Regardless of who wins the presidency this November – and it could be a narcissist, a felon, or a socialist – Congress must return to normal order. Indeed, Paul Ryan accepted the Speaker’s gavel with a promise to return to “regular order,” in which the Congress runs by deliberation rather than unanimous consent, omnibus, or decree. The Wisconsin Republican pledged that the committees would retake the lead in drafting all major legislation. Ryan made clear that “when we rush to pass bills a lot of us do not understand, we are not doing our job.”
Ryan has promised to "wipe the slate" clean in 2016 after years of a legislative process run amok. That means a return to “regular order,” especially on spending issues. That means no grand bargains with the president (whoever that may be); no more “cromnibus” bills – the dreaded long-term omnibus spending combined with short-term continuing resolutions – to fund the government. And, depending on who wins the White House, regular order in the House and Senate may be our last, best defense of liberty against statism and an imperial bureaucracy.
On the Senate side, even “Mr. Establishment” himself – Senate Majority Leader Mitch McConnell – promised much of the same: an end to business-as-usual. Many political observers believe that in his quest to hold on to the Republican majority this November, McConnell’s commitment to pursue the regular spending process may be his most powerful weapon to convince conservatives (who are fed up with Washington) that Republicans have been properly chastened.
At the GOP’s annual legislative retreat in Baltimore last month, the Kentucky Republican and other prominent Senate Republicans persistently talked about their commitment to regular order by passing all appropriations bills individually, rather than by parliamentary actions or in a massive omnibus. “We’re going to look for opportunities to make some progress this year,” McConnell said at a joint news conference with Speaker Ryan. “It’s not going to titillate the public, but one obvious step would be, for the first time since 1994, [to] do all the appropriations bills.”
Political outcomes matter, but political process matters, too. In fact, process matters more in the long run. President Obama, Harry Reid, and the Republican establishment have abused the legislative process to the point of threatening the republic and our liberty. The good news is that Republican leadership has “seen the light” and is dedicated to restoring the process, and thus—perhaps—repairing some of the damage done to our liberty over the last seven years.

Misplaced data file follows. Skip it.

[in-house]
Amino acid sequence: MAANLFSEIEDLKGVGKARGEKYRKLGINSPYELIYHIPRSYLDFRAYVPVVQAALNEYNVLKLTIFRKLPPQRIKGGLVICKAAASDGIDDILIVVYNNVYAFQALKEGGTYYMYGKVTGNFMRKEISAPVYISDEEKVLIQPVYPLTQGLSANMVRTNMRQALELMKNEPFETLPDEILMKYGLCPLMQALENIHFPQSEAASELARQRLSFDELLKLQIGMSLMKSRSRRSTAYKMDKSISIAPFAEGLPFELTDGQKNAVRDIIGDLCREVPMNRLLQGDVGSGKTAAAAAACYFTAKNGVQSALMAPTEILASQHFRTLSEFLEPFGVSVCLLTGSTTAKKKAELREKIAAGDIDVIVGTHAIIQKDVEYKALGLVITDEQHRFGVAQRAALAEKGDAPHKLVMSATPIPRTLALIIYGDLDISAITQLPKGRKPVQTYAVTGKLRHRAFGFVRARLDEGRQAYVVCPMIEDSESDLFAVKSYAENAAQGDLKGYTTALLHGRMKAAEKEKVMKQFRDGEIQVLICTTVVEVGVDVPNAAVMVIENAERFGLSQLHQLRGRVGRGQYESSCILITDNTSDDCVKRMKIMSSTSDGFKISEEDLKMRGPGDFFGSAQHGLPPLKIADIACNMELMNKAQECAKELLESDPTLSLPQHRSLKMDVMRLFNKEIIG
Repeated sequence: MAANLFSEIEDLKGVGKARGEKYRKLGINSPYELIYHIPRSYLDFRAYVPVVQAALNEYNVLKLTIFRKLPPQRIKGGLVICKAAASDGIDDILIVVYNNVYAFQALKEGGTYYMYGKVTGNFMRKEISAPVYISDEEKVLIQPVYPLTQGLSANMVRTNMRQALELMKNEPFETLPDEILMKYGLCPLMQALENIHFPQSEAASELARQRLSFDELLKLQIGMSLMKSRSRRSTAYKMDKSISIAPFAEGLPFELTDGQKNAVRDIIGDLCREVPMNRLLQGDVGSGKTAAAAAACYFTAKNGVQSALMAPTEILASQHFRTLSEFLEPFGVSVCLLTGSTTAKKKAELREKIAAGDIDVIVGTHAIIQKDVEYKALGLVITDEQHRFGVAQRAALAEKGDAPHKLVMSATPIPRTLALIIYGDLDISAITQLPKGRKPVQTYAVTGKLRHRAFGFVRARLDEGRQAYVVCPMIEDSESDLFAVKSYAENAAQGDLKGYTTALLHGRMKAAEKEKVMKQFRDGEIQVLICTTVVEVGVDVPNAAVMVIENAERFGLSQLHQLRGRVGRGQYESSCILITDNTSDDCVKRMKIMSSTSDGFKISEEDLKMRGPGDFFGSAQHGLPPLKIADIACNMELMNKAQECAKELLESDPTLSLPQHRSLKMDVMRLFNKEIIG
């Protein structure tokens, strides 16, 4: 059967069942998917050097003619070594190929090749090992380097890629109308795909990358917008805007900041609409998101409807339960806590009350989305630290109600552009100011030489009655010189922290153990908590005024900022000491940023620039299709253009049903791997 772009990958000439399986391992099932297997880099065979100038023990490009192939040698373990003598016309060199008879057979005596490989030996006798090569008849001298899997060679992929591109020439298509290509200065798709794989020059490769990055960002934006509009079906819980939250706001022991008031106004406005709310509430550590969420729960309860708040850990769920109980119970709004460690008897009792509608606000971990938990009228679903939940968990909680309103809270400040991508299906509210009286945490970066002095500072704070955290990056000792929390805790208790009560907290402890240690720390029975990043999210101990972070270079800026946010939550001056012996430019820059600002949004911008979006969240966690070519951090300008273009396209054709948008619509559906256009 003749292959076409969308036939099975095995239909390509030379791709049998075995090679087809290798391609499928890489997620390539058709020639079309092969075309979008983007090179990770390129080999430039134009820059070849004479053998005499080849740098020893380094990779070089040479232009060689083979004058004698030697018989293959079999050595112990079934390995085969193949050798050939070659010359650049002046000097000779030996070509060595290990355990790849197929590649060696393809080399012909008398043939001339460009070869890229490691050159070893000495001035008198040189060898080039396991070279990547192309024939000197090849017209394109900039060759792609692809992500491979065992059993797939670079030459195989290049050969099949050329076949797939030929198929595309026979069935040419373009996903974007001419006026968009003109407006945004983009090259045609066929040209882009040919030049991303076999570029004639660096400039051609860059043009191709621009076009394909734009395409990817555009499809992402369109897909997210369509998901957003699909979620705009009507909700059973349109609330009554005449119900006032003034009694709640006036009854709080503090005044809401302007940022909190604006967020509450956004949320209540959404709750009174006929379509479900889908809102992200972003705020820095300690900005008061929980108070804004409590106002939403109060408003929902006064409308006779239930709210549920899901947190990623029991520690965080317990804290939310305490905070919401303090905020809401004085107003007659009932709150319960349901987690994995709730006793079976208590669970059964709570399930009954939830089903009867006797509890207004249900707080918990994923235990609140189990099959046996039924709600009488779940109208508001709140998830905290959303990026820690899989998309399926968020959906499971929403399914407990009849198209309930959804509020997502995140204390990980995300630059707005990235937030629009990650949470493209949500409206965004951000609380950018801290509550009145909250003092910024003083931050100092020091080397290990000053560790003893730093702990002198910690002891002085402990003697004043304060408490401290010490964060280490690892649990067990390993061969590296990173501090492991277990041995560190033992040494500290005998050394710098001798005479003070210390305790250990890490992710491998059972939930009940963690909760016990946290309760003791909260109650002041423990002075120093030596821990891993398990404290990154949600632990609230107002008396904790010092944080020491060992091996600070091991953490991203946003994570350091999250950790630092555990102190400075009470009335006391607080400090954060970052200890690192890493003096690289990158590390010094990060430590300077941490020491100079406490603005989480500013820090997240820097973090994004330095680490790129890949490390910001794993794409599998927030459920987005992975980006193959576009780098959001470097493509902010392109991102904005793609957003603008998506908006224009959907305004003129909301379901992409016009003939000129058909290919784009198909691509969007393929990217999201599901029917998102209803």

Then again, Congress is still made up of politicians so we’ll know if Speaker Ryan is serious about his pledge only after he and McConnell actually get it done. And, we’ll know soon. The new year is barely a month old, and already there is a serious threat to Paul Ryan’s pledge to get our legislative process back to regular order. Senator Claire McCaskill has submitted a boondoggle, spending bill to Congress. The Missouri Democrat is pushing to get the measure adopted by the Senate through unanimous consent thereby preventing any hearings, markups, or any critical evaluation of the measure.
Here are the bullet-points of McCaskill’s bill: the proposal would upend a plan to clean up the West Lake Landfill, located in St. Louis. After a decade of study, the Environmental Protection Agency (EPA) announced that the existing landowners would cover all the costs of the clean-up which would be completed by year’s end. However, McCaskill’s looney idea is to undo this agreement by compelling more study (because she wants the EPA to study the site for another ten years?). The senator wants the project to be conducted by the Army Corp of Engineers, not private sector contractors. And just like a liberal Democrat, McCaskill would shift all costs of the project to the American taxpayer to the tune of over $400 million.
If the Senate passes the McCaskill bill, Rep. Ann Wagner (R-MO) is seeking to have the same bill voted on in the House without hearings, markups, or any open process that might call attention to the bill’s failings and costs. Ms. Wagner—a Republican incumbent—is challenging Speaker Ryan’s commitment to restoring regular order. Under regular order, the McCaskill/Wagner bill would go through the process from committee to the floor. The legislation would be vetted, debated, and amended before receiving a final up-or-down vote.
The Republican majority in the House has an extraordinary opportunity to lay out a comprehensive conservative blueprint for the first time in a generation. And, Speaker Ryan is intent on moving a “bold conservative agenda” in 2016. Heritage Action has asked Speaker Paul Ryan to deliver the keynote address at its third annual policy summit. Speaker Ryan will speak about ways to unite the conservative movement “around big ideas to save the American idea.” One such big idea is to restore the integrity of the legislative process. Regular order is an important safeguard for liberty and a constraint on Big Government.
A conservative agenda and building a movement around pro-liberty ideas must begin with the Congress keeping sacrosanct the legislative process. Otherwise we’re in for more of the same—no accountability and passing a bill to know what’s in the bill. Will Speaker Ryan lay his promise to rest? For the cause of liberty and moving forward with a “bold conservative agenda”, let’s hope that Paul Ryan is true to his word.